There's an interesting neighborhood squabble going on in East Hollywood over the removal of a street parking space, no small issue given how tight parking is on this block of N. Westmoreland Avenue. Earlier this month, the Bureau of Street Services did a follow-up report to see if resident Alyssa Romano, who owns a fourplex building at 1166 N. Westmoreland Avenue had gotten a permit for an illegal driveway that she made last summer. Neighbors say that back in July Romano hired a construction crew to jackhammer out the curb, pour concrete and create a second driveway (keep in mind that she already has a driveway, and four parking spaces behind her building). “They basically made her driveway about 8 feet wider, so that she didn't have to turn the wheels of her BMW when coming and going from her driveway," an area resident tells us. Since Romano removed the city-owned parking space without a permit, she was instructed by the Bureau of Street Services to apply for a driveway permit (retroactively) with the Department of Engineering, who'll now determine whether or not she should be allowed to keep the driveway or restore the area to its original state. Regardless, the neighbors on this street are angry because 1. Romano never got the original permit. 2. She took away the city owned-green space between the curb and the street. 3. Parking on this street sucks even more than it did before.
----Some background on the street: With visitors going to the Lexington Avenue Primary Center School (on the same street) and the Children's Hospital (up the block), neighbors say that finding street parking is difficult. Additionally, the Little Temple bar is around the corner and patrons often park on Westmoreland.
---Backstory on the actual curb removal: The story comes from one neighbor who lives on the street, who asked not to be named (same guy quoted above). He writes via an IM interview: “I woke up at about 8 am on the morning of the 4th of July last summer, and there was a crew of workers jackhammering away at the curb. I assume she, the land lordess of that property, did it that early on the 4th so that no city inspectors would happen to drive by.”
---What the city says: Michelle E. Vargas, Public Information Officer, Dept. of Public Works, says that following complaints to the Office of Street Services, an investigation was launched. The Department of Public Works Bureau of Street Services issued Romano a notice (there is no fine) for a non-permitted driveway approach in January/February 2009, and instructed Romano to apply for a driveway permit with the Department of Engineering. Multiple neighbors say they reported Romano to the Bureau of Street Services in July/August 2008, and some are upset that it took the city so long to react. "It's not normal to have such a long delay" in regards to an investigation, says Vargas.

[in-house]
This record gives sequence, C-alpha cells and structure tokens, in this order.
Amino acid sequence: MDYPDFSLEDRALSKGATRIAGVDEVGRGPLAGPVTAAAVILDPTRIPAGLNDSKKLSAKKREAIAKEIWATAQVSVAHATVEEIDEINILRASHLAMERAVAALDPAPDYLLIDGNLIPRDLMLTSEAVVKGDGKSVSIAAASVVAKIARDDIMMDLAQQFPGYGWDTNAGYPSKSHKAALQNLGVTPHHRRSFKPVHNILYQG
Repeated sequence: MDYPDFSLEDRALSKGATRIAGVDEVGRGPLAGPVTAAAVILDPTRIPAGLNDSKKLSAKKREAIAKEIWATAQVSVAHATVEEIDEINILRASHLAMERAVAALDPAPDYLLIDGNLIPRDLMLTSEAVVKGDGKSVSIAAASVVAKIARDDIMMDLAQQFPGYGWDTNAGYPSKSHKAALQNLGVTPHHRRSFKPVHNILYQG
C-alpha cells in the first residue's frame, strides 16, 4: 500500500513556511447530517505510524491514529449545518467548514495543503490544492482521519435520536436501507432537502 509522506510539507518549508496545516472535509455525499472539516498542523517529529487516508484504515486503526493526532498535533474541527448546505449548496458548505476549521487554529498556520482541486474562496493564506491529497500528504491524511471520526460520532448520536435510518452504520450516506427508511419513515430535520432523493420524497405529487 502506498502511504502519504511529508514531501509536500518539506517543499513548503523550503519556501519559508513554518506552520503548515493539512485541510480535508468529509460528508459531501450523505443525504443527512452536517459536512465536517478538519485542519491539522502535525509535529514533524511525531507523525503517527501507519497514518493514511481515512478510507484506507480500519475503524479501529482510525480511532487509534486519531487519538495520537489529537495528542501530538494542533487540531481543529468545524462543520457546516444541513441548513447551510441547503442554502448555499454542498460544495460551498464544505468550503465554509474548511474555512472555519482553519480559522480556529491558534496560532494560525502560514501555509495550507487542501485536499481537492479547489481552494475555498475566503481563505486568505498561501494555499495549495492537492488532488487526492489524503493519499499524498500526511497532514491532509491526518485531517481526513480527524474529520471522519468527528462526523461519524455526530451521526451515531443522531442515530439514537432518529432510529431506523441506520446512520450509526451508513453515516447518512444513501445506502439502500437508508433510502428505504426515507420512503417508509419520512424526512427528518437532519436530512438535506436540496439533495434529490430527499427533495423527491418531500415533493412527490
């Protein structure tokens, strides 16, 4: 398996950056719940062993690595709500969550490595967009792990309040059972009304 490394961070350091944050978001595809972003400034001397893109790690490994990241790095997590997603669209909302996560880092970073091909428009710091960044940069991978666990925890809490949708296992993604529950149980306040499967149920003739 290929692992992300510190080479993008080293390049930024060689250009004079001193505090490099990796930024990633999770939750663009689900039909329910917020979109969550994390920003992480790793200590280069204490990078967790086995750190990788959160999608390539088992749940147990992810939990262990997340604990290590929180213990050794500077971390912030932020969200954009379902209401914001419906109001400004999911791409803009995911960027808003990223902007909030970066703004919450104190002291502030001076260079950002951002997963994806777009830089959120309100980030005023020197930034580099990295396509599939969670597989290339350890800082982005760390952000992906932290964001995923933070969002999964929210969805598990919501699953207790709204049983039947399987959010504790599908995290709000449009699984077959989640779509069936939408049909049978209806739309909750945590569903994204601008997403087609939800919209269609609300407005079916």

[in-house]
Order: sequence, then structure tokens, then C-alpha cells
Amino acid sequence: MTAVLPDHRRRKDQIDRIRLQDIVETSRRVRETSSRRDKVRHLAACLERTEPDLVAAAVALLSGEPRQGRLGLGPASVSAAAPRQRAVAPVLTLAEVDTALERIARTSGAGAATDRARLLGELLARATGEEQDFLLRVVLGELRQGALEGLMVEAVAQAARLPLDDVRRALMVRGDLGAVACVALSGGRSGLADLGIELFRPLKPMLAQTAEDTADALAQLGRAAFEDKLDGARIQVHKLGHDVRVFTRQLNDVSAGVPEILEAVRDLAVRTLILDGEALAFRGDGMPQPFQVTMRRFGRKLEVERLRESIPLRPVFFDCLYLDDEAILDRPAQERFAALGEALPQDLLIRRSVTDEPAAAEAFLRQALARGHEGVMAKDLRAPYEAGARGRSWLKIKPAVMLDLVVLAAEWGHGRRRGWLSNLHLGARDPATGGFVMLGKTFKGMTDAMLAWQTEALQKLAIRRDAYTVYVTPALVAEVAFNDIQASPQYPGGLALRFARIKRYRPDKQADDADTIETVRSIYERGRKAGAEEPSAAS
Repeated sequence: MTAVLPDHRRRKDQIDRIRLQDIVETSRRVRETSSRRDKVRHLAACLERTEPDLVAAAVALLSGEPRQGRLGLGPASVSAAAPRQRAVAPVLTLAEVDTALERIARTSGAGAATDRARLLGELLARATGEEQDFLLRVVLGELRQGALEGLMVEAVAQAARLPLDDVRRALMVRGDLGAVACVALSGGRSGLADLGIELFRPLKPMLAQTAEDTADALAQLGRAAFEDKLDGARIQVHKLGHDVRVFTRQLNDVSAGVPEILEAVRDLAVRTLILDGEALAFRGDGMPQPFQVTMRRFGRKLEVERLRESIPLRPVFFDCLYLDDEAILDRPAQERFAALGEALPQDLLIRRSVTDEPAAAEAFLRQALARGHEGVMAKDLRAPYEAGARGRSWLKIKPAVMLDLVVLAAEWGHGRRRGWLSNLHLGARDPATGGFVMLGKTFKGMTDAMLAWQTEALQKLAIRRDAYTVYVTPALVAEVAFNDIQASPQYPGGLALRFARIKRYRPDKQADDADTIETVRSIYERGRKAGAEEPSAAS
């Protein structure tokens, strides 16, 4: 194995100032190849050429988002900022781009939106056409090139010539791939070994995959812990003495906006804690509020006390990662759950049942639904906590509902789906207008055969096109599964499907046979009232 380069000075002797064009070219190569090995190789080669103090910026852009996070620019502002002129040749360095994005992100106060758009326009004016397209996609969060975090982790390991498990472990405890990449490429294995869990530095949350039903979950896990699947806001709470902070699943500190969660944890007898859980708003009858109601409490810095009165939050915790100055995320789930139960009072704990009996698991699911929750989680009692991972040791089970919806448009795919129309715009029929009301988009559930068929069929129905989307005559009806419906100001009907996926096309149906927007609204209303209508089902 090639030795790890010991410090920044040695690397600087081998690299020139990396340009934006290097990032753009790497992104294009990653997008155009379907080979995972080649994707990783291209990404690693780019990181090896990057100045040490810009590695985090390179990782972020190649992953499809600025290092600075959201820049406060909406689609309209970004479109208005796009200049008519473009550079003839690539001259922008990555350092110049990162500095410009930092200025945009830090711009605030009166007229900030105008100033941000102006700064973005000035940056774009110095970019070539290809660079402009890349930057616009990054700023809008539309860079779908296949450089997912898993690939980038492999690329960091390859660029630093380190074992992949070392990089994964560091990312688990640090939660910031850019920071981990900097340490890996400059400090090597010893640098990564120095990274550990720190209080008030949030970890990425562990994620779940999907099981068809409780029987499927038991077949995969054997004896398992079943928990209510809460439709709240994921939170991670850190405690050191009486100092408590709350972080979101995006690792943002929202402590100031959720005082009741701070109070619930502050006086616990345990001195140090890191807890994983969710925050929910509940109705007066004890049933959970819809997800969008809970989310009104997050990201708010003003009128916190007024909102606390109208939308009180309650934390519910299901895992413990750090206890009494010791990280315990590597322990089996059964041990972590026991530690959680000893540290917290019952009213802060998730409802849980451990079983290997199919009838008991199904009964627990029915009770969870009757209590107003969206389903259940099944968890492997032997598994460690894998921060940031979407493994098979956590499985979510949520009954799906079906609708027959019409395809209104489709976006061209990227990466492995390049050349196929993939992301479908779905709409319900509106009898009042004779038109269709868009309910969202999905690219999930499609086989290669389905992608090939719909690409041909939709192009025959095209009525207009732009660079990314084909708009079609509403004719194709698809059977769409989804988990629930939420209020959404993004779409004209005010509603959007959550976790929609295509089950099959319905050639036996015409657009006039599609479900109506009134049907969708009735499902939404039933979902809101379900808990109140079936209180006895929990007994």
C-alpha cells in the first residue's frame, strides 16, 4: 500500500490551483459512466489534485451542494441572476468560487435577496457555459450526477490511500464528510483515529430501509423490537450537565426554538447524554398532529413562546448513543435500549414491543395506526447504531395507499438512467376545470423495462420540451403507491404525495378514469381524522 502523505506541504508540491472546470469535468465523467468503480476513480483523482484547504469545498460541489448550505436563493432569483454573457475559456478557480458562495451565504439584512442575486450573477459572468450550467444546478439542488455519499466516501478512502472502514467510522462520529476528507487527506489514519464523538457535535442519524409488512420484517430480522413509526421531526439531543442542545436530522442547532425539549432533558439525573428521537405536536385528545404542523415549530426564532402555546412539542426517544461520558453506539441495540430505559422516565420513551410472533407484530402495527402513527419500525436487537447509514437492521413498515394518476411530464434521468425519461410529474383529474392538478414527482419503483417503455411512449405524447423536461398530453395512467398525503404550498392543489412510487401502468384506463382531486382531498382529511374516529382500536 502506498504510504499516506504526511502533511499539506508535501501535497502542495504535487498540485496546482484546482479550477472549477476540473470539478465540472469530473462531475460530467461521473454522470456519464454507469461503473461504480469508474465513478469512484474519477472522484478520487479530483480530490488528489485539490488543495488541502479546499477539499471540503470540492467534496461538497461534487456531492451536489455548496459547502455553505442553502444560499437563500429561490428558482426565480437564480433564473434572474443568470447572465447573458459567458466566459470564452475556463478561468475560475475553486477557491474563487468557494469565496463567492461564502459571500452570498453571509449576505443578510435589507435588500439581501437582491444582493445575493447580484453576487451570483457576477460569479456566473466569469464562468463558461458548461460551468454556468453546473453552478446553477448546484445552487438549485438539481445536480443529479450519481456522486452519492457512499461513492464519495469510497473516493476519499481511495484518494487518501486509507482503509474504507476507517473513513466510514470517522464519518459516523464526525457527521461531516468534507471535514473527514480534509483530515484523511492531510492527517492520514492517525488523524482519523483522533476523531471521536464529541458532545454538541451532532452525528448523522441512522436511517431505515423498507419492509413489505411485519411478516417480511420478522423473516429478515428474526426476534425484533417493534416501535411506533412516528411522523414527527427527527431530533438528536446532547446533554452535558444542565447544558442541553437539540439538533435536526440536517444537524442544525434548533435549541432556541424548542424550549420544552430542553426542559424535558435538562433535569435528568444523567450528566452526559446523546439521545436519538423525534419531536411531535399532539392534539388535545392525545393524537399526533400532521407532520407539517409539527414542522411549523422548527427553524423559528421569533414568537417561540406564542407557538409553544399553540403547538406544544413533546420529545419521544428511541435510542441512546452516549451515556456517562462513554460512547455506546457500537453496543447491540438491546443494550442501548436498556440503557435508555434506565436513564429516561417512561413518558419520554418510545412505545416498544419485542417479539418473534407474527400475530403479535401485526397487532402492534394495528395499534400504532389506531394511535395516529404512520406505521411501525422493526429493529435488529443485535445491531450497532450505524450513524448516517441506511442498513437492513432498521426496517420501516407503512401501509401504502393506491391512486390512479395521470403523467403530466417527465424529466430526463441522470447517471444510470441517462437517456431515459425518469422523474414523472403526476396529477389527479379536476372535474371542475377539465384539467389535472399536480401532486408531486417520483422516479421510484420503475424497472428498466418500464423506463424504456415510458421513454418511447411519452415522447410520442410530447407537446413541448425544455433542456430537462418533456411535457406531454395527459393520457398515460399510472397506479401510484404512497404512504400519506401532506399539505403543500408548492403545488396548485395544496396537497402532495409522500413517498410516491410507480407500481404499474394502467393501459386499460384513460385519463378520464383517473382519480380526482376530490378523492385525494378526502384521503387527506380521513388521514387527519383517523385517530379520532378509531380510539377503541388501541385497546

-----Ticketing: Cars are still getting ticketed because they are try to squeeze two cars into the original spot (essentially what’s left after Romano took away the spot is about 1.8 spaces) because the cars overhang into Romanos' driveway. It's not clear who is calling in the traffic officers to write tickets, but there's some suspicion among neighbors that it's Romano. Emailing us the above photo, Clark Bernstein, who lives on the block, shows off the ticket he received last winter. He is fighting the ticket on the grounds that it's an illegal driveway.
---What's next? As noted before, Romano, who didn't respond to a note left in her mailbox, has applied for a permit for a driveway with the Department of Engineering, and now they have to basically decide whether or not to approve her driveway retroactively. According to Vargas, what it comes down to is whether Romano's driveway follows city code: If it’s found she is obstructing the public right of way, or not compiling with the various codes (there are rules about how big the driveway has to be, for example), she will be asked to remove the driveway at her expense. But Department of Engineering could also approve her driveway and she could keep it.
---Not the norm: Public spokesperson Vargas says that this case is unusual. "Most homeowners know they have follow the rules," says Vargas, who urges homeowners to apply for permits for any type of similar work via the web site for the Bureau of Engineering (below). That'll do little to mollify neighbors. "She did it the wrong way, why is it even allowed?” says another neighbor, who also asked to remain anonymous.
· Bureau of Engineering [Official Site]